John Moffitt liked my suggested nickname for Wisconsin's offensive front: The Thick Red Line.
"That's a good one," the Badgers' All-Big Ten guard said, laughing. "I like that a lot, yeah!"
Moffitt has heard plenty of other submissions as Wisconsin approaches the 2010 season.
"Someone came to me and said the Red Shed, which I thought was pretty clever," he said.
Moffitt enjoys the nickname ideas, but there's one description he and his linemates are trying not to read: Best Offensive Line in College Football.
The label is being used a lot by preseason forecasters, and for good reason.
Wisconsin returns all five starters up front, including two first-team All-Big Ten selections in Mofftt and left tackle Gabe Carimi, who already is being pegged as a likely top 20 pick in April's NFL draft. Despite some health issues, the line performed very well in 2009, as Wisconsin led the Big Ten in scoring (31.8 ppg), rushing (203.8 ypg) and total offense (416.9 ypg). The line paved the way for tailback John Clay to earn Big Ten Offensive Player of the Year honors.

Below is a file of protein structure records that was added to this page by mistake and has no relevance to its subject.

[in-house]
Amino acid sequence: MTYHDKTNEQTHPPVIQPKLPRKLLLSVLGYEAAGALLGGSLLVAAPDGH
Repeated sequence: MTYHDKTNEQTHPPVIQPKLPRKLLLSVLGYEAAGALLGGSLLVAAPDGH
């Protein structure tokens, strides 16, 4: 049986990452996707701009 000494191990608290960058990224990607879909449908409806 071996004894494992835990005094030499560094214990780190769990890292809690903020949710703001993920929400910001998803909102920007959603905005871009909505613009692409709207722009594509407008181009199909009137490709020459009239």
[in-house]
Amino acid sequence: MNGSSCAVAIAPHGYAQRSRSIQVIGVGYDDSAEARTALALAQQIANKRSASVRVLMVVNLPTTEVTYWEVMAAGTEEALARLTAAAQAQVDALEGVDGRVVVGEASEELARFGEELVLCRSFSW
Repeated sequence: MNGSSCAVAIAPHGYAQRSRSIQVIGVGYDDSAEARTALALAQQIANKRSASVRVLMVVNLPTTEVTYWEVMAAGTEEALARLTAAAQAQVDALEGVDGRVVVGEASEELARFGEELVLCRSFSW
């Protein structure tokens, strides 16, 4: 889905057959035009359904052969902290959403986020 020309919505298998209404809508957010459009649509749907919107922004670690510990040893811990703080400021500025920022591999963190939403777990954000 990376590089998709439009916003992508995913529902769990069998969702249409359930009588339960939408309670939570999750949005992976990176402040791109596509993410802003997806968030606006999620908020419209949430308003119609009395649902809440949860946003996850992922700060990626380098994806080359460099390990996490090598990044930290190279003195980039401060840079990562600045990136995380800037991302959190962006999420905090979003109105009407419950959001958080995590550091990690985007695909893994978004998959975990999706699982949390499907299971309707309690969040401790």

The Badgers are very big, very physical and likely deeper up front, as guard Bill Nagy returns to the mix and center Peter Konz has recovered from blood clots in his lungs. Injuries throughout 2009 forced Wisconsin to use quite a few linemen in games. The payoff should come this year.
For those reasons and more -- Wisconsin's history along the offensive line speaks for itself -- the B-word can and should be used when describing the Badgers' front five.
Just don't mention it to players.
"That's a dangerous thing to let settle into your head," Moffitt said. "It can make you rest on your laurels more. That's not something we're trying to repeat to each other or even something we're trying to mention."
Line coach Bob Bostad plays an important role in snuffing out any signs of overconfidence. According to Moffitt, the line started training camp a bit rusty, and Bostad "never misses an opportunity to correct a guy; doesn't matter if he's a senior or a freshman."
Chemistry shouldn't be a problem with Wisconsin's experienced group, and neither should complacency.
"At O-line, it's not just handed over to you," Moffitt said. "Despite the experience and the accolades, we still have to continue working."